The use of CZM requires explicit modelling the cohesive crack surfaces. The two most popular numerical methods to create the cohesive surfaces are the XFEM (eXtended Finite Element Method) (Mos et al., 2002; de Borst, 2003), or the use of the interface-type finite elements (Xu et al., 1994; Camacho et al., 1996). In this work, the second method is adopted: 2D and 3D interface-type finite elements are implemented in our object oriented finite element code OOFE (Object Oriented Finite Element program) and validated.

    In this study, the pop-in phenomenon due to a local brittle zone that is present ahead of the crack tip is studied. The local brittle zone is taken into account by a fracture behaviour different from the base material but also by a different mechanical behaviour. So, the triggering of a brittle crack followed by its propagation through two materials has to be modelled.

    Since brittle crack propagation generally occurs with a high speed, the choice of static analysis is questionable. Nevertheless, ASTM (1999) procedure is based on a static analysis. Furthermore, a limited duration of unstable crack propagation is expected so that the wave reflection could have been neglected. Hence, the kinetic energy released by the brittle extension of the crack is neglected in a first step and the analyses presented herein have been performed under the static hypothesis. Dynamic analysis is being performed by our current work but is not presented here (Adouani et al., 2006, 2007).

    The pop-in phenomenon is highly non-linear and results in convergence difficulties for the classical qNR (quasi Newton-Raphson) solvers. This point is

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    discussed and an appropriate adaptive strategy of loading step is proposed. Although the cohesive zone model is known to avoid mesh size effect if the mesh size is sufficiently small (Chaboche et al., 2001), the influence of the element size on the pop-in modelling is studied because it appeared in the simulations. Such element size dependence seems to be a specific feature of the pop-in modelling.

    Finally, a parametric study on a compact tensile (CT) specimen is performed in order to point out the influential material parameters of the pop-in modelling among the mechanical behaviour and the fracture parameters.

    2. Model problem within the CZM frameworks

    This section summarizes the governing equations of the model problem and several basic aspects of the well-known CZM used to model the crack propagation under static conditions.

    We consider the static equilibrium of a body with a crack c0 , which is submitted to body forces f and to boundary conditions along its outer surface : the prescribed forces g on and the prescribed displacements ud on

    u (Figure 1a). The extension c( t ) of the crack c0 has to be solved and

    c(0 ) = c0 . In the static case, t denotes the dependence of c( t ) upon external loading history. According to the cohesive zone theory, the fracture process zone surrounding the crack tip is lumped into the cohesive surface c . The energy dissipated during the crack propagation in the FPZ is taken into account by a cohesive constitutive law, which determines the cohesive traction vector T applied on the two lips c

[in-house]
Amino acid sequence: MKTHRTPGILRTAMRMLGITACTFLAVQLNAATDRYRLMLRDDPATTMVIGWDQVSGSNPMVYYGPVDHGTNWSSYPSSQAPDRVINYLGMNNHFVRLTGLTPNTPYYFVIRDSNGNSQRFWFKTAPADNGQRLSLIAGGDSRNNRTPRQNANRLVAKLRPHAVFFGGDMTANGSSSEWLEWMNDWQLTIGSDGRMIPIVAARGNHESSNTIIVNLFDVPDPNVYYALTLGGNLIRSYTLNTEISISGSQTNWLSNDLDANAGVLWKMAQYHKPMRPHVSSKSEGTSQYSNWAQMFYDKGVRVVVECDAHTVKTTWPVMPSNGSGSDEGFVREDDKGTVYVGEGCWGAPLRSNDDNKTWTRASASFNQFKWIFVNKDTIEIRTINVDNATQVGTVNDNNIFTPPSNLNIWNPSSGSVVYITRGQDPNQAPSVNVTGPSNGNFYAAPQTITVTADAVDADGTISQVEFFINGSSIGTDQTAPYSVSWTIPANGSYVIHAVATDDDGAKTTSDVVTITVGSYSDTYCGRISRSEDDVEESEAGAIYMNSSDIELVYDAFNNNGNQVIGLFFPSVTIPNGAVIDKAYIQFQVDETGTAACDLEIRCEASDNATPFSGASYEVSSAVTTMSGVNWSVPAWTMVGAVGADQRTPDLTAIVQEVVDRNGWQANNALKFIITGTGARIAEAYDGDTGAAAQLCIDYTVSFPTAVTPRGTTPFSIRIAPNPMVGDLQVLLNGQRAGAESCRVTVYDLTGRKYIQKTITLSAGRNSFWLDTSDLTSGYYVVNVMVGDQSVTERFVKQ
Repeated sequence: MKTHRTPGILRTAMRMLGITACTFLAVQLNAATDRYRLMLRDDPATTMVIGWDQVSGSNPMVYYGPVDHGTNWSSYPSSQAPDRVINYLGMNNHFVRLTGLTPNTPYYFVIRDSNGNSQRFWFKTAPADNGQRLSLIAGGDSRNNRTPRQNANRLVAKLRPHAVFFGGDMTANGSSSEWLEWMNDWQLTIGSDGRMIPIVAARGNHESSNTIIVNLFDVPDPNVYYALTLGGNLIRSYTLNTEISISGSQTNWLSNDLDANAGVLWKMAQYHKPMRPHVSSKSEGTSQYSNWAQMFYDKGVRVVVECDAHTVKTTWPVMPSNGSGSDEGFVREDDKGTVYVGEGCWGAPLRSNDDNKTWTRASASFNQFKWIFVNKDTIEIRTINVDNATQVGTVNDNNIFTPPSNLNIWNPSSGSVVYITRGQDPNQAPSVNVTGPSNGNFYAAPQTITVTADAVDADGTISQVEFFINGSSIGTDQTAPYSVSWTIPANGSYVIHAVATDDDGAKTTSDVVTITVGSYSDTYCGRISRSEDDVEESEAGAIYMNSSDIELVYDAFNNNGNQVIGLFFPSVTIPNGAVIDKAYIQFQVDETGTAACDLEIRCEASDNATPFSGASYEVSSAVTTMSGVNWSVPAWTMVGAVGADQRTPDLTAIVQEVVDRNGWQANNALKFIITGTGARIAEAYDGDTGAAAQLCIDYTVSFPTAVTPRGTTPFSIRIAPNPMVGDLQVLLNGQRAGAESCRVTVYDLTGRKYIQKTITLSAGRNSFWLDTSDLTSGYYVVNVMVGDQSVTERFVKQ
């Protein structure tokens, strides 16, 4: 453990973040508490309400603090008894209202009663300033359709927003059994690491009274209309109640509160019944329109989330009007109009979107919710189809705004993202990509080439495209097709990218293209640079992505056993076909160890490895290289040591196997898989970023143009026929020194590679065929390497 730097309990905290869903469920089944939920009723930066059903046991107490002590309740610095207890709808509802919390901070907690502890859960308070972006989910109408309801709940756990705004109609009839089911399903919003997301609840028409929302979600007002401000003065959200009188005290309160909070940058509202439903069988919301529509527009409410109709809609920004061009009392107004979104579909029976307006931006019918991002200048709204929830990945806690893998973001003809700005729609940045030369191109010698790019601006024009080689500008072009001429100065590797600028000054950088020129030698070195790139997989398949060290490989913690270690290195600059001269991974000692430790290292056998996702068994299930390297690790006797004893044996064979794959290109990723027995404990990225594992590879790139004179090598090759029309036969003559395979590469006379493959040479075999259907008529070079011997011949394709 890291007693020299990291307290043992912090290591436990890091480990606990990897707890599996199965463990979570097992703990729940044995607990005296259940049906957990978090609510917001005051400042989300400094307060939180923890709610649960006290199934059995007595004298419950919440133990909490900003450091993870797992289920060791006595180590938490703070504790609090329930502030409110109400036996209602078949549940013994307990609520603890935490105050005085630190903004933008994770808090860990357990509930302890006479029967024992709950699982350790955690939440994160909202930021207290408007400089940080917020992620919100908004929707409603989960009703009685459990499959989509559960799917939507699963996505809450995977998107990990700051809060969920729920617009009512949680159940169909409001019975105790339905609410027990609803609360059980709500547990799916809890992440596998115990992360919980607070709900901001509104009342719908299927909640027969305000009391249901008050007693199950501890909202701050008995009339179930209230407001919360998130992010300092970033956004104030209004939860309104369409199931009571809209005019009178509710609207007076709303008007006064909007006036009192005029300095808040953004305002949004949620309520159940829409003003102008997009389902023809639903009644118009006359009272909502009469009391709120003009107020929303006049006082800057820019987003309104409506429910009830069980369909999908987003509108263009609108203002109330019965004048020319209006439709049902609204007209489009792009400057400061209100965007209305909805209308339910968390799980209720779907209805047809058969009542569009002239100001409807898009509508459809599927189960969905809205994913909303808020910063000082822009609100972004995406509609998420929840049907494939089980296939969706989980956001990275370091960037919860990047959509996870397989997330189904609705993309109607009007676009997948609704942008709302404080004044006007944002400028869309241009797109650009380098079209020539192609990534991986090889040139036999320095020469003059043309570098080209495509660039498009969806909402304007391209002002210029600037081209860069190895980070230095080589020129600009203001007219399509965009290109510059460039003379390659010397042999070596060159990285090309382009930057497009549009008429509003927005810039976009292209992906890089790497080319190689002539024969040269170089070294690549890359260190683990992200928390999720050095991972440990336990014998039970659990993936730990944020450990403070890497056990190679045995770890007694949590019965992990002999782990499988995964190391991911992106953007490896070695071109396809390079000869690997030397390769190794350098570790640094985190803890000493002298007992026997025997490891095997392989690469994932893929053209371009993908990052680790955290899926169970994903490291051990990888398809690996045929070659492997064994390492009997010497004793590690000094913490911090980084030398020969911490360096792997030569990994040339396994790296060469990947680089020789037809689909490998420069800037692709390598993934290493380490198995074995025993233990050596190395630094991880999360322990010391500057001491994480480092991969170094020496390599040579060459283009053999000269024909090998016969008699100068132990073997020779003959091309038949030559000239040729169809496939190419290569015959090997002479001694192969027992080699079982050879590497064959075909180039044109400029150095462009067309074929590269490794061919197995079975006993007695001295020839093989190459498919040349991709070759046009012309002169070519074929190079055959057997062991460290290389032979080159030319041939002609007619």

of the crack c as function of the displacement jump [ u ]x between them. The equilibrium equations and boundary conditions read as follows:

    Div( ( x ))+ f = 0 in [1a]

    ( x ).n = g on [1b]

    ( x ).n = T ,T = T = T + on c

    [1c]

    u = ud on u [1d]

    [ u ]x .n 0 on c [1e]

    where is the Cauchy stress tensor, n and n the outward unit normal vectors on and c

    respectively.

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    The constitutive law for the mechanical behaviour of the bulk material in the domain is a classical plasticity law - the von Mises one with isotropic hardening, whereas a cohesive law is used for the cohesive surface c :

    a) b)

    Figure 1. (a) Definition domain with a crack c; (b) Cohesive zone law (Crisfield et al., 1997)

    t ( u ) = Cep( ,R ) :(t u ) in [2a]

    T ([ u ]x ) = (1 D([ u ]x ))K+ .[ u ]x on c [2b]

    where is the infinitesimal strain tensor, R the hardening variable, C ep the elastic-plastic tensor, D [0,1] a damage variable and K

    + is a positive definite matrix of (dummy) stiffness parameters of the elastic regime of a cohesive law. This elastic regime prior to the onset of damage is usually introduced for numerical concerns and results in physically meaningless deformations in the cohesive interface during the pre-cracking phase. Fortunately one can largely reduce these unwanted deformations by choosing sufficiently large values of the parameters of K +.

    As far as the evolution law of the damage variable D([ u ]x ) is concerned, a damage potential (G) can be defined in different ways and results in different shapes of the cohesive traction-displacement jump relation (Valoroso et al., 2006):

    (G) = G([ u ]x ) G* (D([ u ]x )) [3a]

    G([ u ]x ) =

    12

    Knn+ < [un ]x >+

    2

    dn,c [3b]

    In Equation [3b], only the normal displacement jump < [un ]x >+ across the cohesive crack c appears, as only the opening mode of crack propagation is considered here.

    Knn+ is the parameter in K +, which is associated to the opening mode and dn,c is the